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Wishes for welfare

As part of WHQ’s feature about housing and the law, Douglas Haig calls for more changes to Universal Credit and the end of the benefit freeze in the private rented sector. 

Universal Credit comes with a reputation of long delays, financial hardship and soaring rent arrears in both the private and social rented sector. Announcements were made in the Autumn Budget that included claimants being able to apply for 100 per cent of an advance that can be paid back over a year, two weeks’ housing benefit run on for those coming across from existing benefits, direct payment for landlords with tenants who have this arrangement under LHA and more recently the need for explicit consent for direct payment from the tenant dropped after two months’ arrears.

These are all positive steps forward. However, if private landlords could wave a magic wand and make changes to existing laws there are still a few key obstacles on the wishlist.

Firstly, there would be a change to data protection law in order for the DWP to share information about the progress of a claim or any decision or action that affects the landlord, including if the claimant has been sanctioned or even an acknowledgement that an application for direct payment has even been received. Private landlords do not get access to a portal and any explicit consent given is only for a particular piece of business once the initial assessment period ends. This can lead to frustrating delays for landlords if they cannot engage with their tenant.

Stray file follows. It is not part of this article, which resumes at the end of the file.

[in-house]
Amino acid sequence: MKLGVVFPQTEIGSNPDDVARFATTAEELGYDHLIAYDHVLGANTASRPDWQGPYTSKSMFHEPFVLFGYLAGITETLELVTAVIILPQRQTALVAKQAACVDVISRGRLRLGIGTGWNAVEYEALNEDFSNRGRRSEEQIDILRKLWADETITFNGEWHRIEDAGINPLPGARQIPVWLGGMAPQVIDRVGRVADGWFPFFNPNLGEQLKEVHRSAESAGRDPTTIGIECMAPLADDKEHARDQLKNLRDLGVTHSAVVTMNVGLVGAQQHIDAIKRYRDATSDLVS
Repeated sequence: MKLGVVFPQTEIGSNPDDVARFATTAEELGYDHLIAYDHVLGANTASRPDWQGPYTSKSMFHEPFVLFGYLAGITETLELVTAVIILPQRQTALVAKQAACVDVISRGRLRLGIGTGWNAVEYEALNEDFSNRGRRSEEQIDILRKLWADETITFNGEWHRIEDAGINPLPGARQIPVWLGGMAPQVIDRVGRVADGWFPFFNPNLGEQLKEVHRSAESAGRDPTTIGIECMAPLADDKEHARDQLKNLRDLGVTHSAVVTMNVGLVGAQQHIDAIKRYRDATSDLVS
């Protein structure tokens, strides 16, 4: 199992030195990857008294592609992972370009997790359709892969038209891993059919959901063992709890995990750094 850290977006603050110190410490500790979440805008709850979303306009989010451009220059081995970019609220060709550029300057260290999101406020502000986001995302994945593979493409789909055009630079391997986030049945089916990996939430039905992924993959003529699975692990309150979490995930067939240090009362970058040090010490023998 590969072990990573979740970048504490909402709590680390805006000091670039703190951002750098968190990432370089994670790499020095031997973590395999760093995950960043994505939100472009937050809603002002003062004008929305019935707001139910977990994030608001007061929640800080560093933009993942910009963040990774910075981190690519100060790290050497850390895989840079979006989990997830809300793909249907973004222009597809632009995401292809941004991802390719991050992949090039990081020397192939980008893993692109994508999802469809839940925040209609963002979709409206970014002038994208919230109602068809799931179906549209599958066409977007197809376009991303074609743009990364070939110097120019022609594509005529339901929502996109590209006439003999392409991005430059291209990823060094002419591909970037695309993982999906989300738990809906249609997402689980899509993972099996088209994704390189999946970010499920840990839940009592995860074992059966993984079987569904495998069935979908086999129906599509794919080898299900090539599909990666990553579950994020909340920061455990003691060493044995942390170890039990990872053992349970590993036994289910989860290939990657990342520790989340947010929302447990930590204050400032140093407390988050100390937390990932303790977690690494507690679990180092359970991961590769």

Secondly, a change to the Universal Credit regulations that would mean when a tenant leaves a property with arrears the arrears follow them and the landlord can claim the arrears back from wherever the claimant is, not just the current property. This lack of recourse does not reflect the ‘tenant responsibility’ ethos of the benefit.

Finally, a wider welfare wish that extends beyond Universal Credit would be to lift the benefit freeze in the PRS too – not just supported or social housing. There is reluctance amongst private landlords to rent to tenants on benefits as LHA rates are frozen and tenants have to find more to make up any shortfall in their rent. The decision as to who has their LHA frozen and who doesn’t should not be taken on tenure.

Douglas Haig is vice-chairman and director for Wales of the Residential Landlords Association

If you would like to contribute to Part 2 of WHQ’s feature about housing and the law, tell WHQ what you would change about the law in relation to housing and why by emailing the editor, Jules Birch, at [email protected]


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